Reliance on crop-based fuel a threat to food supplies--or not
The world will have to start producing more grain if it is to keep up with growing food demands, Scottish Agricultural College professor Bill McKelvey told Reuters on Tuesday.
Several factors will put pressure on the food supply in the future, but increased use of biofuel will be the most significant, according to McKelvey. He cited a rise in the use of corn for ethanol production in the United States as an example.
That shift has hurt world grain stocks, which have dropped from 100 to 40 days' worth of supply in the last six years, according to the report.
As governments encourage the use of crop-based fuels such as ethanol and biofuel, and more individuals convert their cars to run on alternative fuels, higher demand for the crops that go into alternative-fuel production could compete with demand for those crops as food.
McKelvey says grain production will have to increase fourfold in the next 50 years (the same rate seen in the last 50 years) to keep up with growing food and fuel demands.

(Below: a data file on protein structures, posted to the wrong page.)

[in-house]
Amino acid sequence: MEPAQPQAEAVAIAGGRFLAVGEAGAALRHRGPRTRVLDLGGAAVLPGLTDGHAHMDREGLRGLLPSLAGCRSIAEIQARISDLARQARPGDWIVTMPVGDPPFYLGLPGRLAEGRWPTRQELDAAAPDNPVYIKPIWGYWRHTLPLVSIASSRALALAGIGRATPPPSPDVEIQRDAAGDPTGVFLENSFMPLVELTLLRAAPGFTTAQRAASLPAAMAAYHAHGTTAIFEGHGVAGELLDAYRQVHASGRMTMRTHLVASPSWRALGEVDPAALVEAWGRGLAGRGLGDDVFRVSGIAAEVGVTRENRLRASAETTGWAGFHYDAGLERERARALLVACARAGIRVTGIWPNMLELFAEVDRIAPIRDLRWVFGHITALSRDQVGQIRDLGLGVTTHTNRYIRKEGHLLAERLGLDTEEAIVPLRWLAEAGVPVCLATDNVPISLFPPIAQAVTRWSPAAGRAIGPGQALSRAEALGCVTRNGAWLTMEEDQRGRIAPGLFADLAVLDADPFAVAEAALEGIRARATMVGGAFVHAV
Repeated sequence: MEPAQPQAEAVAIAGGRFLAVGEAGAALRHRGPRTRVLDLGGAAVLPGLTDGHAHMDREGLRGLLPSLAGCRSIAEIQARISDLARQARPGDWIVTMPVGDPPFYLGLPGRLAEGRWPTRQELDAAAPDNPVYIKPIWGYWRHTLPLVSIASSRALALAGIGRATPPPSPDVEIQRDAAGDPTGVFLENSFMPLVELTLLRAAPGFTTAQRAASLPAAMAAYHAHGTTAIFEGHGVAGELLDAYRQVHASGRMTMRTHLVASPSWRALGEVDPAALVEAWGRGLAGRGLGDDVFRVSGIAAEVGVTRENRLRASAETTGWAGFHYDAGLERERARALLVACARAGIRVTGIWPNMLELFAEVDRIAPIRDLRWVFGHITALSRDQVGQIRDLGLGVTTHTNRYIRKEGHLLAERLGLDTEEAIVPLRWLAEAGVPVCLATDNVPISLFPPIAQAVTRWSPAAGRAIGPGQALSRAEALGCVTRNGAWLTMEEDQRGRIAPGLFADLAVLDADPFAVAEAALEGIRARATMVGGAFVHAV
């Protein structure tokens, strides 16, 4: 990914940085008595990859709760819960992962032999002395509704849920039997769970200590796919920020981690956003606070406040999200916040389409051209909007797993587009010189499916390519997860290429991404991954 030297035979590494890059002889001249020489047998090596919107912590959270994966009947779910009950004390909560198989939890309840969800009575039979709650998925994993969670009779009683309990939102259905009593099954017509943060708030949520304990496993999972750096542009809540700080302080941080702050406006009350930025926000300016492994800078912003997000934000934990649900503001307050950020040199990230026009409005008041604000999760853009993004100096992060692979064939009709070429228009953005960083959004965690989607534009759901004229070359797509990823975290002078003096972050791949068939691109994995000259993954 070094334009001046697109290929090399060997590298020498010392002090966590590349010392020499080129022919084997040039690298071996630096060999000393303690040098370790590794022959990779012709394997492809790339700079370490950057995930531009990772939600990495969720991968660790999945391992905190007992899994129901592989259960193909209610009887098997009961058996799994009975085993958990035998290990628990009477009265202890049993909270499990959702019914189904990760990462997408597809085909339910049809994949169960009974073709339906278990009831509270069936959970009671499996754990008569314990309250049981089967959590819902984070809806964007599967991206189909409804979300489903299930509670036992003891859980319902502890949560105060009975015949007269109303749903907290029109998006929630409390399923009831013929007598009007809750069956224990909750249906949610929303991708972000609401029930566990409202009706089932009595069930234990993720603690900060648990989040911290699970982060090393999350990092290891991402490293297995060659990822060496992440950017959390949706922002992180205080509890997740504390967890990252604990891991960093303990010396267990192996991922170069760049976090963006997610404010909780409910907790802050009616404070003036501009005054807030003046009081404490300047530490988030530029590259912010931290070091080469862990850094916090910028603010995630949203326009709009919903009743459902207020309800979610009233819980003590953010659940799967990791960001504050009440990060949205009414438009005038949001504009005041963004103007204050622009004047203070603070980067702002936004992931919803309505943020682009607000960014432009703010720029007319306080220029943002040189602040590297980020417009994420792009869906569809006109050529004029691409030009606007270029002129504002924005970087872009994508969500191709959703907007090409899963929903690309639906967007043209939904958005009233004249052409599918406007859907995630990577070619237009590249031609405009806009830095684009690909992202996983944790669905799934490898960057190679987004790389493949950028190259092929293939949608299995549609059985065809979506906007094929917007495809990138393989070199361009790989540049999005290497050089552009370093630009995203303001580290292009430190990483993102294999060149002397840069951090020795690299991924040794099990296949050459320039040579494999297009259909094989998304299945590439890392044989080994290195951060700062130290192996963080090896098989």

But in a separate report, Brazil President Luiz Inacio Lula da Silva said there is more than enough arable land in the world to satisfy both needs. He said his country, as well as the rest of South America and Africa, could easily produce enough crops to feed and fuel the world's population.
Others are looking to the lab to find ways to boost crop numbers. A company called Targeted Growth used what it knew about cancer cells to manipulate plant cells so they'd grow for longer periods of time.
In experiments, the company says it has increased yields of canola, corn and other crops by 20 percent. But there has been some strong resistance to genetic modification as a practice.
For projects such as Targeted Growth's to become a viable solution to global crop supplies, there would need to be a significant change in public perception.